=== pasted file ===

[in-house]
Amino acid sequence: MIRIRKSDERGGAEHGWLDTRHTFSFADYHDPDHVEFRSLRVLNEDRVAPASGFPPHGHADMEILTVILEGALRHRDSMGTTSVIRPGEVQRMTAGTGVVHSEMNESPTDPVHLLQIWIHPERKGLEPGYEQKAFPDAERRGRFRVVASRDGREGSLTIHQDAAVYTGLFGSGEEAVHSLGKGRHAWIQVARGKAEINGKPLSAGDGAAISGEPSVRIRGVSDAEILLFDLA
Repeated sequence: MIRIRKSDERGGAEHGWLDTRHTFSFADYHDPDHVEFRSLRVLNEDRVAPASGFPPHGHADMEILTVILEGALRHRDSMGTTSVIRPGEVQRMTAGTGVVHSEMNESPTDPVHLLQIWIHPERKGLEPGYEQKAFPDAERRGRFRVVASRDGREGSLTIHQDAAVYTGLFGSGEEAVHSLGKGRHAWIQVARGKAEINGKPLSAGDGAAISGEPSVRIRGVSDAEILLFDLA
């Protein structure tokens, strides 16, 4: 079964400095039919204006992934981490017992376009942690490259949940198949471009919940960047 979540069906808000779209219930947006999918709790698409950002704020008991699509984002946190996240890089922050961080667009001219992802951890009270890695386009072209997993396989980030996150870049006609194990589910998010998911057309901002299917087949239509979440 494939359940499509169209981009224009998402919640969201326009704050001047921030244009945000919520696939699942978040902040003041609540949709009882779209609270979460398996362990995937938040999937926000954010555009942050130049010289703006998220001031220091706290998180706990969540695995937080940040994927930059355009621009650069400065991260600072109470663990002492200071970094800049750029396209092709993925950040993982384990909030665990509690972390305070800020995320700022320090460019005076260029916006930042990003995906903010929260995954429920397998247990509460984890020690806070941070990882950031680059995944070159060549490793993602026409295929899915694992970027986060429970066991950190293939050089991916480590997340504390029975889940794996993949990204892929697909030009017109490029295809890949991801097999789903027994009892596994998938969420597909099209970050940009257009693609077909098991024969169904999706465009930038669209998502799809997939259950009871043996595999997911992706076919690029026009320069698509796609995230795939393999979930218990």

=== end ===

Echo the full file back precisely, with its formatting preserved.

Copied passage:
[in-house]
Amino acid sequence: MIRIRKSDERGGAEHGWLDTRHTFSFADYHDPDHVEFRSLRVLNEDRVAPASGFPPHGHADMEILTVILEGALRHRDSMGTTSVIRPGEVQRMTAGTGVVHSEMNESPTDPVHLLQIWIHPERKGLEPGYEQKAFPDAERRGRFRVVASRDGREGSLTIHQDAAVYTGLFGSGEEAVHSLGKGRHAWIQVARGKAEINGKPLSAGDGAAISGEPSVRIRGVSDAEILLFDLA
Repeated sequence: MIRIRKSDERGGAEHGWLDTRHTFSFADYHDPDHVEFRSLRVLNEDRVAPASGFPPHGHADMEILTVILEGALRHRDSMGTTSVIRPGEVQRMTAGTGVVHSEMNESPTDPVHLLQIWIHPERKGLEPGYEQKAFPDAERRGRFRVVASRDGREGSLTIHQDAAVYTGLFGSGEEAVHSLGKGRHAWIQVARGKAEINGKPLSAGDGAAISGEPSVRIRGVSDAEILLFDLA
């Protein structure tokens, strides 16, 4: 079964400095039919204006992934981490017992376009942690490259949940198949471009919940960047 979540069906808000779209219930947006999918709790698409950002704020008991699509984002946190996240890089922050961080667009001219992802951890009270890695386009072209997993396989980030996150870049006609194990589910998010998911057309901002299917087949239509979440 494939359940499509169209981009224009998402919640969201326009704050001047921030244009945000919520696939699942978040902040003041609540949709009882779209609270979460398996362990995937938040999937926000954010555009942050130049010289703006998220001031220091706290998180706990969540695995937080940040994927930059355009621009650069400065991260600072109470663990002492200071970094800049750029396209092709993925950040993982384990909030665990509690972390305070800020995320700022320090460019005076260029916006930042990003995906903010929260995954429920397998247990509460984890020690806070941070990882950031680059995944070159060549490793993602026409295929899915694992970027986060429970066991950190293939050089991916480590997340504390029975889940794996993949990204892929697909030009017109490029295809890949991801097999789903027994009892596994998938969420597909099209970050940009257009693609077909098991024969169904999706465009930038669209998502799809997939259950009871043996595999997911992706076919690029026009320069698509796609995230795939393999979930218990």